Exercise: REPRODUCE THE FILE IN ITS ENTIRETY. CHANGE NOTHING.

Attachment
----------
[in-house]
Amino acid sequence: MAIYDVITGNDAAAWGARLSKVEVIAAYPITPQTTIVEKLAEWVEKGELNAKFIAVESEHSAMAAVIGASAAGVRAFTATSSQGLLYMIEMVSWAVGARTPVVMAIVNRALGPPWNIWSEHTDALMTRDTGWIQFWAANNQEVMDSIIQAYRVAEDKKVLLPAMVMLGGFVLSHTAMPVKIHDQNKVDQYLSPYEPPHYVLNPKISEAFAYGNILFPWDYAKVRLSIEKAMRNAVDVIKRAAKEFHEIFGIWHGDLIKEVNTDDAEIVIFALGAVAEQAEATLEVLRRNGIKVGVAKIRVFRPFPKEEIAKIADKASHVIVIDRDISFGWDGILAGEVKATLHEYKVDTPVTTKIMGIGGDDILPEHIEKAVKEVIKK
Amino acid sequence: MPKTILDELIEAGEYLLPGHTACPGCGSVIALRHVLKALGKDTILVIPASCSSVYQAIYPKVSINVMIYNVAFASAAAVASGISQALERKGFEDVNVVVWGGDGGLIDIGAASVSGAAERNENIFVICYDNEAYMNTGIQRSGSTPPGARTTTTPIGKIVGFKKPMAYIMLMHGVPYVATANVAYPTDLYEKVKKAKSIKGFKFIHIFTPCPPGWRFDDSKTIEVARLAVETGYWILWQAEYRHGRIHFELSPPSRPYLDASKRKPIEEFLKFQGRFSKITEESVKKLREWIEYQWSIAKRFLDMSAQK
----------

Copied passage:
[in-house]
Amino acid sequence: MAIYDVITGNDAAAWGARLSKVEVIAAYPITPQTTIVEKLAEWVEKGELNAKFIAVESEHSAMAAVIGASAAGVRAFTATSSQGLLYMIEMVSWAVGARTPVVMAIVNRALGPPWNIWSEHTDALMTRDTGWIQFWAANNQEVMDSIIQAYRVAEDKKVLLPAMVMLGGFVLSHTAMPVKIHDQNKVDQYLSPYEPPHYVLNPKISEAFAYGNILFPWDYAKVRLSIEKAMRNAVDVIKRAAKEFHEIFGIWHGDLIKEVNTDDAEIVIFALGAVAEQAEATLEVLRRNGIKVGVAKIRVFRPFPKEEIAKIADKASHVIVIDRDISFGWDGILAGEVKATLHEYKVDTPVTTKIMGIGGDDILPEHIEKAVKEVIKK
Amino acid sequence: MPKTILDELIEAGEYLLPGHTACPGCGSVIALRHVLKALGKDTILVIPASCSSVYQAIYPKVSINVMIYNVAFASAAAVASGISQALERKGFEDVNVVVWGGDGGLIDIGAASVSGAAERNENIFVICYDNEAYMNTGIQRSGSTPPGARTTTTPIGKIVGFKKPMAYIMLMHGVPYVATANVAYPTDLYEKVKKAKSIKGFKFIHIFTPCPPGWRFDDSKTIEVARLAVETGYWILWQAEYRHGRIHFELSPPSRPYLDASKRKPIEEFLKFQGRFSKITEESVKKLREWIEYQWSIAKRFLDMSAQK